Many disgusting creatures in high places fancy themselves Lily Barts — even as they stab with the fierce sociopathic duplicity of Bertha Dorset. (On literary Twitter, there can be no better contemporary parallel to Bertha than the monstrous bully and largely mediocre writer Jennifer Weiner, whose relentless attacks on other writers are quietly circulated among those in the know and whose odious demands for “literary respect” were smartly captured by The New Yorker‘s Rebecca Mead in 2014.) They jockey for precarious perches to cleave to their careers while piling onto the week’s “main character” with gossip and lies. An otherwise innocent figure’s glaring mistake is used to perpetuate further prevarications and even those in the know, like Rosedale, will not lift a finger to salvage their own shaky ascent into a perceived predominance. Indeed, as someone who has been the target of multiple smear campaigns, I can report that a literary man of modest renown — a figure who once maintained a blog inspired by Wharton — treated me, when I was homeless, with the same false solicitude that Rosedale tenders to Lily Bart in the final crushing pages of The House of Mirth. He strung me along with phony plaudits about my writing talent and he offered me the sham promise of a prominent magazine gig that I would have killed to land at the time. He was not unlike Rosedale. Indeed, like all of Wharton’s socialites, he inevitably deemed me invisible — likely with a cognizant irony. It is doubtful that I will ever forgive this motherfucker for tinkering with my dignity and my then shaky self-respect to delude himself into thinking that he was a “kind and decent man.”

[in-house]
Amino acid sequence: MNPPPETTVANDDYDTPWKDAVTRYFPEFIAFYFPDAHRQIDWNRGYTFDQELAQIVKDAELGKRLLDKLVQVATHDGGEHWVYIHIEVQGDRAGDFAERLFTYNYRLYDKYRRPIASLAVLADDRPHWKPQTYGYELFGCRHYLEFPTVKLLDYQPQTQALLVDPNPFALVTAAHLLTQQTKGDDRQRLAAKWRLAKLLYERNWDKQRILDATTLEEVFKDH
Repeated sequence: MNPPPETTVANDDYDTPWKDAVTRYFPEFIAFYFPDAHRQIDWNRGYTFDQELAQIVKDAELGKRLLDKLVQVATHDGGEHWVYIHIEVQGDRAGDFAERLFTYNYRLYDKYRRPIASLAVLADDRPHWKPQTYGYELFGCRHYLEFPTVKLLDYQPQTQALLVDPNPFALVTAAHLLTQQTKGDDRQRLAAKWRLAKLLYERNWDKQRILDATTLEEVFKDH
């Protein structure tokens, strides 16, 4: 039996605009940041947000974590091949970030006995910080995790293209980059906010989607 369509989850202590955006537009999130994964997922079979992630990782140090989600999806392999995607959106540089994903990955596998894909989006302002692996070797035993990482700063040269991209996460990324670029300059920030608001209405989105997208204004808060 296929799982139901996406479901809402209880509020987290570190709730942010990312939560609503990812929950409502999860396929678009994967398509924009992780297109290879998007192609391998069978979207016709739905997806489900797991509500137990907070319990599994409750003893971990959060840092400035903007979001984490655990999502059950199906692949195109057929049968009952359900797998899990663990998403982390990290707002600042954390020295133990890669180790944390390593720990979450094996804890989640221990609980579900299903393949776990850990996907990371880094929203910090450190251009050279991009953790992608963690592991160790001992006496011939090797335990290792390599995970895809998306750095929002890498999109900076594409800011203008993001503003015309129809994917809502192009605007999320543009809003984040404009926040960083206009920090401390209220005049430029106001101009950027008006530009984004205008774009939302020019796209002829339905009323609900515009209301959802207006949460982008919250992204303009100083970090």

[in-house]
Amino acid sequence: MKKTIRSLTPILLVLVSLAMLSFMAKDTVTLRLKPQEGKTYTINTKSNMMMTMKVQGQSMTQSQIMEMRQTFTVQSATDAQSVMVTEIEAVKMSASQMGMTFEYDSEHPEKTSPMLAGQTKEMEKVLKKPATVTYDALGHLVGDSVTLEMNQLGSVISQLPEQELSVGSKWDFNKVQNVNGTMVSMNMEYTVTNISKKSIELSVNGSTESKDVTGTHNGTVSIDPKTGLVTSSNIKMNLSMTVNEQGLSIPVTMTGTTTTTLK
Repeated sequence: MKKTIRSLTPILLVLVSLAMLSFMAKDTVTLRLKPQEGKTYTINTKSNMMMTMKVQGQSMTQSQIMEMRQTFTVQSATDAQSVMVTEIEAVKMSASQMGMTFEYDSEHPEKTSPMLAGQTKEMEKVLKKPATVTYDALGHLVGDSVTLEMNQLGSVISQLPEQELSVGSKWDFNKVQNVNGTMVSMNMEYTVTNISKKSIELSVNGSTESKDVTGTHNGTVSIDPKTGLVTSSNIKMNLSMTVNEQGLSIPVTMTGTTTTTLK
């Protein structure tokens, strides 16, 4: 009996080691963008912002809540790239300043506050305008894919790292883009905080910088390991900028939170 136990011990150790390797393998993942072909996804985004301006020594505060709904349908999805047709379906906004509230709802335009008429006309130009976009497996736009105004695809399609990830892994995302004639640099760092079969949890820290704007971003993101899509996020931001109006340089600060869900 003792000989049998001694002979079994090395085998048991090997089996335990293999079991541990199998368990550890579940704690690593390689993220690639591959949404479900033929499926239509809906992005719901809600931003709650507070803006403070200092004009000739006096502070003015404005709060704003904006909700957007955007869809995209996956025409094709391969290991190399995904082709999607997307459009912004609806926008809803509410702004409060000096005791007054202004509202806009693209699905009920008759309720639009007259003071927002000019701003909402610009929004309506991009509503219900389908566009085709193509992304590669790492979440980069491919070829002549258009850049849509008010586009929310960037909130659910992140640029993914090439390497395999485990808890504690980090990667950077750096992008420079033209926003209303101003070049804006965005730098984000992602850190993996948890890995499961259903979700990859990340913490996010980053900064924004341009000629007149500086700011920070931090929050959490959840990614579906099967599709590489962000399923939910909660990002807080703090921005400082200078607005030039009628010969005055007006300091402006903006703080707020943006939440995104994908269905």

So Lily Bart’s awful and needless plunge into the abyss resonates deeply and painfully with me. Today I am tremendously grateful to be gainfully employed, doing what I love, tackling new creative mediums, and to be very much alive. That there are so many “influencers” who hold this book up without comprehending or practicing its emotionally instructive lessons about the need for empathy says everything about the vicious myopia of the contemporary literary world, which now thrives on stubbing out noisemakers and ruining outliers. They cancel anyone with an even remotely disagreeable opinion and they murder anyone who stands in their way of their self-serving and meretriciously earned “success.” Cutthroat capitalism and opprobrious opportunism at its finest! Edith Wharton had her finger on the pulse of 1905 life. And sadly 2022 life.